Looking at social media, the volume of parents with school aged children sharing their woes of home-schooling is substantial. Perhaps it’s time to ask: What are we doing to support parents of kids with learning difficulties?
We spoke to a mother of three from Brisbane who is currently home-schooling two students to gain some insight into how parents are adjusting to their new role as a full-time support teacher.
“It’s just a whole new experience and I think we have put way too much pressure on kids in such a short period of time to navigate an online world. My daughter has really struggled, and she was losing confidence in her ability.”
Describing her daughter as a visual, hands-on learner, the parent recounts how she approaches online learning in a way that best suits her child.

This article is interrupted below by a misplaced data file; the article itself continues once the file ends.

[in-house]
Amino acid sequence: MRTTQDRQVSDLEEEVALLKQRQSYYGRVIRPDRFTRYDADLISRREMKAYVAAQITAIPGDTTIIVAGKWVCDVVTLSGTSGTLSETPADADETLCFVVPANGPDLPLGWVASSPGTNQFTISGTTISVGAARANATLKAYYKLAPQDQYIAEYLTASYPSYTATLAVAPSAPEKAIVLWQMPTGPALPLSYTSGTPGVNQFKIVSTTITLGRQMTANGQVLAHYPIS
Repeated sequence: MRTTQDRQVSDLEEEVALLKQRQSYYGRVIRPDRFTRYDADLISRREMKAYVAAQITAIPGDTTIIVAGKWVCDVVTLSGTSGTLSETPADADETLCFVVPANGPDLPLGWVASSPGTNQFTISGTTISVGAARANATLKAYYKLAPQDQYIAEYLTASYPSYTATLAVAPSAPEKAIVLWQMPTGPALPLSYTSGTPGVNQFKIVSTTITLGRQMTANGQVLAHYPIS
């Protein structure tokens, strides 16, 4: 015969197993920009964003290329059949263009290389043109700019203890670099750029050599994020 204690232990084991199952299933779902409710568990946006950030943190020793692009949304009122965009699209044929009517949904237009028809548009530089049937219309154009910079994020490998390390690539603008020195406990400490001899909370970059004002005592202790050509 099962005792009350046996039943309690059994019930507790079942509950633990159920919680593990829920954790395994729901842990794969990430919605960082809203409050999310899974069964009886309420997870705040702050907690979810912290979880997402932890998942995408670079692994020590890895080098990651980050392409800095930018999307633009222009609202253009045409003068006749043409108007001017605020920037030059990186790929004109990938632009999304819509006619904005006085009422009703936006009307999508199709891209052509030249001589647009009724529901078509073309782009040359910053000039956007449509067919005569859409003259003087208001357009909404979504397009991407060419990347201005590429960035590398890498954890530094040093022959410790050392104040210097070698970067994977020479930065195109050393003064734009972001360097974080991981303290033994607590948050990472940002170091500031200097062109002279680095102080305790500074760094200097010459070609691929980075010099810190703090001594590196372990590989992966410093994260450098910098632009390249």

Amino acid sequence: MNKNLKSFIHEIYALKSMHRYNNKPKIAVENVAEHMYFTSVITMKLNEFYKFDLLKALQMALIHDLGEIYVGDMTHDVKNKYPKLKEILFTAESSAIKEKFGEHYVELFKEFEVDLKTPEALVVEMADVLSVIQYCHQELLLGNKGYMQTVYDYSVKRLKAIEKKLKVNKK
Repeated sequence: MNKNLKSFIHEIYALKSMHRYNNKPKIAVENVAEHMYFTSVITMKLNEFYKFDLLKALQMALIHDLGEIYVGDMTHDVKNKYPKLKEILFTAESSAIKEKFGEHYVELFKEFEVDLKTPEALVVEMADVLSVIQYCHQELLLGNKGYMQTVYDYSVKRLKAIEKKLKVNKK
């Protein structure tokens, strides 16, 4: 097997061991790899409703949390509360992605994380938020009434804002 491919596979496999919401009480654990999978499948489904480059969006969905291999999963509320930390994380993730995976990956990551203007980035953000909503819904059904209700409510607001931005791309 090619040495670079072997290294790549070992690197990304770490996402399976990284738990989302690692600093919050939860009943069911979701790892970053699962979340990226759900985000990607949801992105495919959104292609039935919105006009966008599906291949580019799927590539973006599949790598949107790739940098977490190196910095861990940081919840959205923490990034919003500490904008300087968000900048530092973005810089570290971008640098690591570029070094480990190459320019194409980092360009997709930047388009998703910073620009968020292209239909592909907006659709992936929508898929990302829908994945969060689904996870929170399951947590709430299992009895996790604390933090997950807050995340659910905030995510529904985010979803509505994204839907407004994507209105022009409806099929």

“Day to day I’m following the lesson plans somewhat, but instead of downloading these chunky lesson plans designed for both the teacher and the students (overwhelming for a seven year old), I am pulling out the concepts of the lesson and she searches on YouTube topics that covers those concepts. This is giving her the freedom to self-learn instead of sitting and listening to a teacher talk at 20 students.”
This comes back to the one-size-fits-all approach – in the classroom, teachers are the ones ensuring that adjustments are made to fit a child’s individual needs, at home parents can take on a similar role.
It is important to keep in direct contact with the parents of students identified with additional learning needs and work with them to develop the best learning approach for the student. You may be surprised with some of the creative solutions they could offer.